Raising the stakes for characters, using Fox’s “Sleepy Hollow” as an example

WARNING: There is a 1 in 470,000,000.27 chance your monitor will explode while you are reading this, causing shards of glass to fly out and injure you. Also, SPOILERS regarding last night’s Sleepy Hollow season finale appear in this post. Ooh. Scary!

Characters: Abbie Mills, Icabod Crane, Katrina Crane, Captain Irving, Jenny MIlls

Characters: Abbie Mills, Icabod Crane, Katrina Crane, Captain Irving, Jenny MIlls

Sleepy Hollow is a ridiculous show. Every time I think it can’t get campier or more over the top, the producers say, “Oh yes it can.” Zombie George Washington anyone? Many times this season I’ve decided they are just making stuff up to be weird and have flirted with abandoning it, and I almost sort of 15% thought of skipping last night’s season finale. After all, Doctor Who is returning one of these months, and I’m ready for a grown-up, grounded, reality-based show again.

[That last line was a horns-blaring, chaser-light-arrow, flashing-neon work of sarcasm]

Not steaks. Stakes! Jeez.

Not steaks. Stakes! Jeez.

I’m glad I did not skip the Sleepy Hollow finale. Because I, like many writers, hold back too often, and sometimes I need a reminder as to what “raising the stakes” really means. The Sleepy crew capped the season with a 5-way cliffhanger that will not be resolved until the show returns in the fall. Of course, not everyone writes fantasy horror, so take this example in spirit if you lean toward realism in your work.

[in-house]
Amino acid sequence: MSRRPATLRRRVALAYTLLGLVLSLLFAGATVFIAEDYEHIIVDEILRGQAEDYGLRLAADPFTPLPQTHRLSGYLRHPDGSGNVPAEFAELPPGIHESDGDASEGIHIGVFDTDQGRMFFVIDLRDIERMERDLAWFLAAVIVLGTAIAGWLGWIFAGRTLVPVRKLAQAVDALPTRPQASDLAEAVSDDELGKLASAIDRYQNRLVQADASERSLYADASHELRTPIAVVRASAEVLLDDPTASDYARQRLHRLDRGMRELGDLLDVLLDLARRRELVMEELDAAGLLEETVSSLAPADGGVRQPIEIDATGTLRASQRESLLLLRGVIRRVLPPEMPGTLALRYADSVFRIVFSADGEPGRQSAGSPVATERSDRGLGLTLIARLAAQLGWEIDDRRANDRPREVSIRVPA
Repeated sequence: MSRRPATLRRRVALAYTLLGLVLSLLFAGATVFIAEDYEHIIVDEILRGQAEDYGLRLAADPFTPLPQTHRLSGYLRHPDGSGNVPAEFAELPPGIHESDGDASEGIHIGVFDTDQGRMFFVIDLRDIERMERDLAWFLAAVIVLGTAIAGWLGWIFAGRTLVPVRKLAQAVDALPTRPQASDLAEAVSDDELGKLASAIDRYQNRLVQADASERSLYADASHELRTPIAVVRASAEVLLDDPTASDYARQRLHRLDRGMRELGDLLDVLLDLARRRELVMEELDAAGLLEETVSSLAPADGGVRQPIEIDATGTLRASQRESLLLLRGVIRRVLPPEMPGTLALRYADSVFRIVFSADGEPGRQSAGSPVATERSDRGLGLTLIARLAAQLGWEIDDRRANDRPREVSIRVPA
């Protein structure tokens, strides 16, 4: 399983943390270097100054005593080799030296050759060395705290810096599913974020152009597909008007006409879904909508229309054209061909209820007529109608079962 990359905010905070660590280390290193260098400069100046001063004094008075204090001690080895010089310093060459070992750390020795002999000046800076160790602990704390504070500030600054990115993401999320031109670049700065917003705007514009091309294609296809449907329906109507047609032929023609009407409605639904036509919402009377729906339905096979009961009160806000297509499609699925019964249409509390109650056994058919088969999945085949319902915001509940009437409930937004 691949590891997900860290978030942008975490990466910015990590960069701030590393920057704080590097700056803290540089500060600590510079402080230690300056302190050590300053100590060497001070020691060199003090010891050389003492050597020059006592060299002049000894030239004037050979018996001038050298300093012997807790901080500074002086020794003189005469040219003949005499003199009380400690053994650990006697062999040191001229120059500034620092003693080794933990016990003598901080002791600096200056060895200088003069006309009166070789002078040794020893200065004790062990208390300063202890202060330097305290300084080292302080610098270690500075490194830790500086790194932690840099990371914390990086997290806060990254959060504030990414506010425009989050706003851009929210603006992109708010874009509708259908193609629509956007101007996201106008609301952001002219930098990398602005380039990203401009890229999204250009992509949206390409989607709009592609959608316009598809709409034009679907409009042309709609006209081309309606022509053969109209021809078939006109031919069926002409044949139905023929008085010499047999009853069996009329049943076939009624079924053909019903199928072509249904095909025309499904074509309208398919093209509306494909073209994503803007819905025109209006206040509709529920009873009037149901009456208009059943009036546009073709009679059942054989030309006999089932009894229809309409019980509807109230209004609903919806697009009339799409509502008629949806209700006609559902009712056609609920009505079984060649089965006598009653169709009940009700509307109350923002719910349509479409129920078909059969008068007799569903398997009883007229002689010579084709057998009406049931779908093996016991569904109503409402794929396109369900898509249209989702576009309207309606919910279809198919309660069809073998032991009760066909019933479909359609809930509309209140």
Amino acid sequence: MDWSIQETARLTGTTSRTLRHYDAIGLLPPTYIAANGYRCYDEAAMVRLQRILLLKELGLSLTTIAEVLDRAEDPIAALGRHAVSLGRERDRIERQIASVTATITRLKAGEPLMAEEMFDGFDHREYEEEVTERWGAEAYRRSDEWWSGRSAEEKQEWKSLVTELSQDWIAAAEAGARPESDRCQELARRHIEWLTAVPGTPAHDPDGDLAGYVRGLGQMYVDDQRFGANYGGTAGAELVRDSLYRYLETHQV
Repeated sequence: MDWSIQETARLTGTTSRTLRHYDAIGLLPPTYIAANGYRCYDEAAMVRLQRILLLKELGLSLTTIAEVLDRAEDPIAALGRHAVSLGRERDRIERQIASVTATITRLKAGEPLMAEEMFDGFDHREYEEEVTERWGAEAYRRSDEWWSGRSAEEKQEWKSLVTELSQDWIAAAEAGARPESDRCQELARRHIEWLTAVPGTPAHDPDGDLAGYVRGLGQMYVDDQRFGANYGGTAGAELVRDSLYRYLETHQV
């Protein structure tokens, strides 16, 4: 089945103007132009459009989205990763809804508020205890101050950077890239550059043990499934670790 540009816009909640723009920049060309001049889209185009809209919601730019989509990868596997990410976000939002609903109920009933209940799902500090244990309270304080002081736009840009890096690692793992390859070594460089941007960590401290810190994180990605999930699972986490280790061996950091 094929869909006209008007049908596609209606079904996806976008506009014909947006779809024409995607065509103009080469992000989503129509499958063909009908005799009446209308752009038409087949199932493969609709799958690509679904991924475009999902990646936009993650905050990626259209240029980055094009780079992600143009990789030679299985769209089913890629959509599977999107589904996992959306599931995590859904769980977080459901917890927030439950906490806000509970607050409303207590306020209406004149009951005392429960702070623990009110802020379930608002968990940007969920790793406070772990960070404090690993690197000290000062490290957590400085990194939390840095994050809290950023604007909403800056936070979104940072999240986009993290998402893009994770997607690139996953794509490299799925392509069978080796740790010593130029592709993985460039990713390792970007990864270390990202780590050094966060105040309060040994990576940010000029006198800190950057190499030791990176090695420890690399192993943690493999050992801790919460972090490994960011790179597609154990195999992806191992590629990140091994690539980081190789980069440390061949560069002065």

For the uninitiated, Sleepy Hollow is about Revolutionary War hero Icabod Crane, who kills one of the Four Horsemen of the Apocalypse in battle, but not before being fatally wounded by his opponent. His wife Katrina, a witch, casts a spell on him that keeps him in suspended animation for 250 years. He wakes up in the 21st century, just as a demon named Moloch is about to unleash hell on Earth. Crane teams up with a cop named Abbie Mills who, based on prophesy in a heretical gospel, is a “witness” destined to take a stand against the forces of evil and (maybe) save the planet. Did I mention this show is over the top? Oh yeah, her crazy sister Jenny and her boss, Captain Irving, are along for some demonic possession, corpse reanimation, and other alternative lifestyles.

OK, I’m running the spoilers now, so don’t get mad at me if you DVRed it and still haven’t watched: By the end of the season finale, Captain Irving is being charged with 2 murders he did not commit; Jenny is bleeding to death in a mangled truck that has crashed on a deserted road; Katrina has been abducted by the Headless Horseman; Abbie is trapped in Purgatory (yes, that Purgatory); and Icabod has been buried alive by his own son. Who, if I’m not utterly confused, is also War, one of the Four Horsemen.